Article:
Make up some vegetable stock and pour this into your saucepan, giving everything a good stir. Peel and roughly chop your parsnips and add these in, along with 1 tbsp finely chopped fresh rosemary, or 1 tsp dried rosemary. Bring to the boil, then cover and simmer for 25–30 minutes until everything is completely soft. Whizz with a stick blender, or whatever else you have, until completely smooth.
For the toasted hazelnuts
You can buy hazelnuts pre-toasted, in which case just give them a bash in a pestle and mortar, or put them in a bag or wrap in some kitchen paper and smack a few times with a rolling pin.
If you have raw hazelnuts, you can toast these in a frying pan over a medium heat until the skins are starting to peel and char, about 7–8 minutes, or put them in a hot oven (about 180C fan) for 6–7 minutes. Tip the hot hazelnuts into a tea-towel, bring the edges of the tea-towel together and rub the hazelnuts vigorously to loosen their skins. Extract the toasted hazelnuts and bash away. If there are still a few scraps of skin remaining that’s fine, it’s pretty much impossible to get rid of all of it. And if you’re using walnuts, sunflower seeds or pumpkins seeds, these just need toasting in a dry frying pan until they’re starting to brown slightly.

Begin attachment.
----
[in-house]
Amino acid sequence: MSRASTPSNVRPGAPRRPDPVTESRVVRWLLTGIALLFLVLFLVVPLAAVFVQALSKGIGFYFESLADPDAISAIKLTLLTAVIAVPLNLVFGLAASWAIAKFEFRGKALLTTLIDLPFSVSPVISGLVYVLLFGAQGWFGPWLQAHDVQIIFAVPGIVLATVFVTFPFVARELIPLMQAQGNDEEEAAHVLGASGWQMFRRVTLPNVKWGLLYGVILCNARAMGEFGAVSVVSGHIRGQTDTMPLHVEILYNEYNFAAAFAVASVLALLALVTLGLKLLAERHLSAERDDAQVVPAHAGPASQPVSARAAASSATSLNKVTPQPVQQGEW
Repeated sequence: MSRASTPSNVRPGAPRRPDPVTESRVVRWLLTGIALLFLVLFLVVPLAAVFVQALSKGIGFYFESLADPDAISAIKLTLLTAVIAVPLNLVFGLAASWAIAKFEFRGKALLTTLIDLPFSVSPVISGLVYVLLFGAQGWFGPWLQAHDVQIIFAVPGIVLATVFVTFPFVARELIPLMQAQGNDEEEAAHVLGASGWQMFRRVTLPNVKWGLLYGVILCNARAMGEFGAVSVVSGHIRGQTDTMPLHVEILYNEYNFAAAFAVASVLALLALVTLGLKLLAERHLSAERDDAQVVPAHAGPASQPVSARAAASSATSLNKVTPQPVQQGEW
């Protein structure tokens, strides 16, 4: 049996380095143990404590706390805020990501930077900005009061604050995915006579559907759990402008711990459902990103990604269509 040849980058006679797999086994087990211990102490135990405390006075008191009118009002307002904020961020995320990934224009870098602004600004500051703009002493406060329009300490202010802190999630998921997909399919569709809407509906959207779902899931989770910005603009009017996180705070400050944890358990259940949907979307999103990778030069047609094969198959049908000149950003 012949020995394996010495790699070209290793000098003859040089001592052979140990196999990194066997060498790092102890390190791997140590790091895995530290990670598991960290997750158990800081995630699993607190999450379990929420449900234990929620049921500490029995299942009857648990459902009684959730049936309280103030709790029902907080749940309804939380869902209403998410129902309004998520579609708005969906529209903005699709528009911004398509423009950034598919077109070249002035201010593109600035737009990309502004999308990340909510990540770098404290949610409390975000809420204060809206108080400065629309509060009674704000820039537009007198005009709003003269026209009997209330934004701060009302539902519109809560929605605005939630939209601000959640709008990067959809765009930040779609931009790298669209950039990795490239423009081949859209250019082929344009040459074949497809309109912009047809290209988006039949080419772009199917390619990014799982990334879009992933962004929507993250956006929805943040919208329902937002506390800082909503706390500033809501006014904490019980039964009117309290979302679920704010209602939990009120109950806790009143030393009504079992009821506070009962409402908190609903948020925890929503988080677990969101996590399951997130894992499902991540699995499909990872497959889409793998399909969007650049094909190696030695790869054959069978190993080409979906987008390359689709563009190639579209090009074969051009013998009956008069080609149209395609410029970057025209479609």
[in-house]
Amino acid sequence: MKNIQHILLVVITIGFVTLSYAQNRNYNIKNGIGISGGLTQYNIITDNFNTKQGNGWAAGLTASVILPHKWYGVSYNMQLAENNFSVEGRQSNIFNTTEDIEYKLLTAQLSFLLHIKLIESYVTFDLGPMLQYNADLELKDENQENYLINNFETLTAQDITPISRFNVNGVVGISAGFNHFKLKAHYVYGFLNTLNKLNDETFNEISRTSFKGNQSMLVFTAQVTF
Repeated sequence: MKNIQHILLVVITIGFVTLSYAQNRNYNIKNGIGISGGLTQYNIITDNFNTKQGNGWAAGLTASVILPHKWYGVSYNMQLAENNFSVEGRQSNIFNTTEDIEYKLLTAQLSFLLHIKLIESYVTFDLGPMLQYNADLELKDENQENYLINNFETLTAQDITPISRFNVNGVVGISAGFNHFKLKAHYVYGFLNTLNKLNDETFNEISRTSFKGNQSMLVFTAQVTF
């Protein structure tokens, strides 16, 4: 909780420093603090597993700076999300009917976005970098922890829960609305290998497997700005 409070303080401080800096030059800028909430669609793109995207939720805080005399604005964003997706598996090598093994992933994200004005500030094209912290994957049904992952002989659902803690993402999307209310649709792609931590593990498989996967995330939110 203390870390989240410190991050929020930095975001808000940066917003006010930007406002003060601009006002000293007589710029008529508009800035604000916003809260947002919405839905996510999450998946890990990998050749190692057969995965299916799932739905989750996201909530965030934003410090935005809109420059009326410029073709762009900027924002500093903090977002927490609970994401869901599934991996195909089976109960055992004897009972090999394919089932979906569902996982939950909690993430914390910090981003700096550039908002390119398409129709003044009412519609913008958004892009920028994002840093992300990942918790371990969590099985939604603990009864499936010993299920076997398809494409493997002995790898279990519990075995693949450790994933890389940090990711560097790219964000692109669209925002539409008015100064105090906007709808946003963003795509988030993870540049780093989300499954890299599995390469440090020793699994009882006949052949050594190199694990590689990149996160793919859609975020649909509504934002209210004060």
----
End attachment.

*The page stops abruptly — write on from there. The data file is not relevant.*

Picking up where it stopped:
To serve, put a couple of ladles of soup in a bowl, drizzle over a little olive oil and scatter over the crushed nuts or seeds. Add a few chunks of your favourite bread on the side and you have a deliciously warming, wintery meal.
Please let me know if you give this a try! You can comment below or find me on Twitter or Instagram @greedybearbakes.
Parsnip and Rosemary Soup with Toasted Hazelnuts
A sumptuous, warming winter soup with sweet, earthy parsnips, fragrant rosemary and with some added crunch from a scattering of toasted hazelnuts.
Vegan, Gluten-free, Grain-free, Soya-free, Nut-free option
- (See notes for substitutions)
- 1 tbsp olive oil (plus extra for drizzling)
- 1 onion
- 2 sticks celery
- 1 small carrot
- 2 cloves garlic
- 2 large parsnips (approx. 400–450g)
- 750ml vegetable stock
- 1 tbsp chopped fresh rosemary (or 1 tsp dried)
- Salt and Pepper
- 50g toasted hazelnuts (sub. sunflower or pumpkin seeds for nut-free)